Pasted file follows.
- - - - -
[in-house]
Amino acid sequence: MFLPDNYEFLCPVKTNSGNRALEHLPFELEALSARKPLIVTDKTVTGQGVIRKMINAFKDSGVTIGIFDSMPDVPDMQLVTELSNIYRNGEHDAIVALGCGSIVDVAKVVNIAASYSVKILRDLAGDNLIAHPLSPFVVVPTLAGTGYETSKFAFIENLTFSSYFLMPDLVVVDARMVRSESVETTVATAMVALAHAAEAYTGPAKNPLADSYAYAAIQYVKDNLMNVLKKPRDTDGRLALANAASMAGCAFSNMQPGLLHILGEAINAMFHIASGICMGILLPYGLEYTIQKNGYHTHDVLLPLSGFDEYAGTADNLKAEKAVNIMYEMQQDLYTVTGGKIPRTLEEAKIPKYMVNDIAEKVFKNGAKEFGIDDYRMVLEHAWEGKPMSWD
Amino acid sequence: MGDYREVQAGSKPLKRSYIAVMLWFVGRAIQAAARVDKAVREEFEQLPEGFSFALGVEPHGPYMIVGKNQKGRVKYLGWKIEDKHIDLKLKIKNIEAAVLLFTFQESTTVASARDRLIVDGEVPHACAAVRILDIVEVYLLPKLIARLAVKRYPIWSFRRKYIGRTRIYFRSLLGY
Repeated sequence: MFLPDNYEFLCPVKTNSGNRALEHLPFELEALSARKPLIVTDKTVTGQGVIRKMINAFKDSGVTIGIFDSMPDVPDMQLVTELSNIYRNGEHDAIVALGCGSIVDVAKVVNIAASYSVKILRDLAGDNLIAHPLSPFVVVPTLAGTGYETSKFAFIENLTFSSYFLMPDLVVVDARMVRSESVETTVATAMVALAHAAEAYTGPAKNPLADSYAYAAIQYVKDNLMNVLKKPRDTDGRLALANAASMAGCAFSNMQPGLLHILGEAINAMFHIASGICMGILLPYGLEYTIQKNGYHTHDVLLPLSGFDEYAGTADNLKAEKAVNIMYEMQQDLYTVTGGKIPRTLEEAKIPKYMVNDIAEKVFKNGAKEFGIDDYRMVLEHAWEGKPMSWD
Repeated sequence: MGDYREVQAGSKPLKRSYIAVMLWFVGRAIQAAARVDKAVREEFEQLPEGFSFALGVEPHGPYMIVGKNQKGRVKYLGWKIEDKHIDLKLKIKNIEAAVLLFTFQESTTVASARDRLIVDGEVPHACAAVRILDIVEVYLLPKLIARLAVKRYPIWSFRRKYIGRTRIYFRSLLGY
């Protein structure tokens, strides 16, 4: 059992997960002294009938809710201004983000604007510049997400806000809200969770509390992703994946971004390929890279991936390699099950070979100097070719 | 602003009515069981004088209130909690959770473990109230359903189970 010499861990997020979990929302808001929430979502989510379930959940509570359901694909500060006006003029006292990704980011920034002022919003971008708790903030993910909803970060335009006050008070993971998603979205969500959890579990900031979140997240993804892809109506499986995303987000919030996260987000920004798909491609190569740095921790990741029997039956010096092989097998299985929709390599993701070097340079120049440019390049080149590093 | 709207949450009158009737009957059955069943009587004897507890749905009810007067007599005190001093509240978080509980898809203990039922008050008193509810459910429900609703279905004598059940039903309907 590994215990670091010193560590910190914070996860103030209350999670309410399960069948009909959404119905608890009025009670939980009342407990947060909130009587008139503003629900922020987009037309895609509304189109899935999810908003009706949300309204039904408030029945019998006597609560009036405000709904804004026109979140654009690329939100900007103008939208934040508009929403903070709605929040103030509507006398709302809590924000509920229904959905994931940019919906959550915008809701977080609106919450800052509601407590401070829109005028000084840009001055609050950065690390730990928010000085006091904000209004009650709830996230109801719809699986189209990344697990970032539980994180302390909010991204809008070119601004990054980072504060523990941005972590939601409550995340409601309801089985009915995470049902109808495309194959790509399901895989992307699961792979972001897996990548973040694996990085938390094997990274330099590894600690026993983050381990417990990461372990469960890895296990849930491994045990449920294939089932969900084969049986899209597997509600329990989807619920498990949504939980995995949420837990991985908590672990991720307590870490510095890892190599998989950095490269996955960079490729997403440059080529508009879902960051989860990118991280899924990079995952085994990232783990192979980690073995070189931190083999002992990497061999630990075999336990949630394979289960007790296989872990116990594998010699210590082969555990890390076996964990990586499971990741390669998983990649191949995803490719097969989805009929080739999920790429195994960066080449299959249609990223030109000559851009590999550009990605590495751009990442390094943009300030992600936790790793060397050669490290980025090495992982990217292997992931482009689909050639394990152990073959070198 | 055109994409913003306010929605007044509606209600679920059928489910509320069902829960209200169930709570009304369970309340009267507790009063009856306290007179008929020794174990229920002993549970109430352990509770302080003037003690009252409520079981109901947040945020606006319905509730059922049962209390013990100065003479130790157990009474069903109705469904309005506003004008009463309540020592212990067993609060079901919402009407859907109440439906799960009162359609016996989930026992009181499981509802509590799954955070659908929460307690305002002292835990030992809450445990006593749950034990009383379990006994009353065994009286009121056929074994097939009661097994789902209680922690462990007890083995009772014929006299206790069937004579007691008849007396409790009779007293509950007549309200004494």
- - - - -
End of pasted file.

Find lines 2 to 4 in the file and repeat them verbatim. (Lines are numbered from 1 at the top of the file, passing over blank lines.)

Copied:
Amino acid sequence: MFLPDNYEFLCPVKTNSGNRALEHLPFELEALSARKPLIVTDKTVTGQGVIRKMINAFKDSGVTIGIFDSMPDVPDMQLVTELSNIYRNGEHDAIVALGCGSIVDVAKVVNIAASYSVKILRDLAGDNLIAHPLSPFVVVPTLAGTGYETSKFAFIENLTFSSYFLMPDLVVVDARMVRSESVETTVATAMVALAHAAEAYTGPAKNPLADSYAYAAIQYVKDNLMNVLKKPRDTDGRLALANAASMAGCAFSNMQPGLLHILGEAINAMFHIASGICMGILLPYGLEYTIQKNGYHTHDVLLPLSGFDEYAGTADNLKAEKAVNIMYEMQQDLYTVTGGKIPRTLEEAKIPKYMVNDIAEKVFKNGAKEFGIDDYRMVLEHAWEGKPMSWD
Amino acid sequence: MGDYREVQAGSKPLKRSYIAVMLWFVGRAIQAAARVDKAVREEFEQLPEGFSFALGVEPHGPYMIVGKNQKGRVKYLGWKIEDKHIDLKLKIKNIEAAVLLFTFQESTTVASARDRLIVDGEVPHACAAVRILDIVEVYLLPKLIARLAVKRYPIWSFRRKYIGRTRIYFRSLLGY
Repeated sequence: MFLPDNYEFLCPVKTNSGNRALEHLPFELEALSARKPLIVTDKTVTGQGVIRKMINAFKDSGVTIGIFDSMPDVPDMQLVTELSNIYRNGEHDAIVALGCGSIVDVAKVVNIAASYSVKILRDLAGDNLIAHPLSPFVVVPTLAGTGYETSKFAFIENLTFSSYFLMPDLVVVDARMVRSESVETTVATAMVALAHAAEAYTGPAKNPLADSYAYAAIQYVKDNLMNVLKKPRDTDGRLALANAASMAGCAFSNMQPGLLHILGEAINAMFHIASGICMGILLPYGLEYTIQKNGYHTHDVLLPLSGFDEYAGTADNLKAEKAVNIMYEMQQDLYTVTGGKIPRTLEEAKIPKYMVNDIAEKVFKNGAKEFGIDDYRMVLEHAWEGKPMSWD